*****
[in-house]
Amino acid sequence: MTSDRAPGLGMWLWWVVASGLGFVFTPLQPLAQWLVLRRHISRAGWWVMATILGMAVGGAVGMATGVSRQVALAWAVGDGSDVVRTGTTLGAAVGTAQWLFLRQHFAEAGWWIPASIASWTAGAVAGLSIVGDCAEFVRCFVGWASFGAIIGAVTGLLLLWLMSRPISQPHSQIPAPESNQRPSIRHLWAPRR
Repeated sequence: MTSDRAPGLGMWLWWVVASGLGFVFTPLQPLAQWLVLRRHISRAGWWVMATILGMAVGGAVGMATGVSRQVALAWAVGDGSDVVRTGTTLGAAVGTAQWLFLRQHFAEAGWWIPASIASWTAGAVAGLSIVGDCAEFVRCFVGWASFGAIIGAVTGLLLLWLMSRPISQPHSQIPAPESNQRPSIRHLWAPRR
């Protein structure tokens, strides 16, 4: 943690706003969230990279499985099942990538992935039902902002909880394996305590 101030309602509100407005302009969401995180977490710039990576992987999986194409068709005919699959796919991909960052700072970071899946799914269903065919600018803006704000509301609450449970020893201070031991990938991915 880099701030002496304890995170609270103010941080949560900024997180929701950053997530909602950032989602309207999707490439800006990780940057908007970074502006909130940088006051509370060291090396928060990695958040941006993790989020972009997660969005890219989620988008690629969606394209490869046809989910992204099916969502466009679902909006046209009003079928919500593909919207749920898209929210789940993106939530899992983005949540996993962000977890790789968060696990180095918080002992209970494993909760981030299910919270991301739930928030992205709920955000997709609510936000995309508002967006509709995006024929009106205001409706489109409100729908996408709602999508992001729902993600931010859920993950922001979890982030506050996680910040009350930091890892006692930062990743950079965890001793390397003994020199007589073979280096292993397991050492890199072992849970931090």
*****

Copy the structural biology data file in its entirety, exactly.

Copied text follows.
[in-house]
Amino acid sequence: MTSDRAPGLGMWLWWVVASGLGFVFTPLQPLAQWLVLRRHISRAGWWVMATILGMAVGGAVGMATGVSRQVALAWAVGDGSDVVRTGTTLGAAVGTAQWLFLRQHFAEAGWWIPASIASWTAGAVAGLSIVGDCAEFVRCFVGWASFGAIIGAVTGLLLLWLMSRPISQPHSQIPAPESNQRPSIRHLWAPRR
Repeated sequence: MTSDRAPGLGMWLWWVVASGLGFVFTPLQPLAQWLVLRRHISRAGWWVMATILGMAVGGAVGMATGVSRQVALAWAVGDGSDVVRTGTTLGAAVGTAQWLFLRQHFAEAGWWIPASIASWTAGAVAGLSIVGDCAEFVRCFVGWASFGAIIGAVTGLLLLWLMSRPISQPHSQIPAPESNQRPSIRHLWAPRR
């Protein structure tokens, strides 16, 4: 943690706003969230990279499985099942990538992935039902902002909880394996305590 101030309602509100407005302009969401995180977490710039990576992987999986194409068709005919699959796919991909960052700072970071899946799914269903065919600018803006704000509301609450449970020893201070031991990938991915 880099701030002496304890995170609270103010941080949560900024997180929701950053997530909602950032989602309207999707490439800006990780940057908007970074502006909130940088006051509370060291090396928060990695958040941006993790989020972009997660969005890219989620988008690629969606394209490869046809989910992204099916969502466009679902909006046209009003079928919500593909919207749920898209929210789940993106939530899992983005949540996993962000977890790789968060696990180095918080002992209970494993909760981030299910919270991301739930928030992205709920955000997709609510936000995309508002967006509709995006024929009106205001409706489109409100729908996408709602999508992001729902993600931010859920993950922001979890982030506050996680910040009350930091890892006692930062990743950079965890001793390397003994020199007589073979280096292993397991050492890199072992849970931090």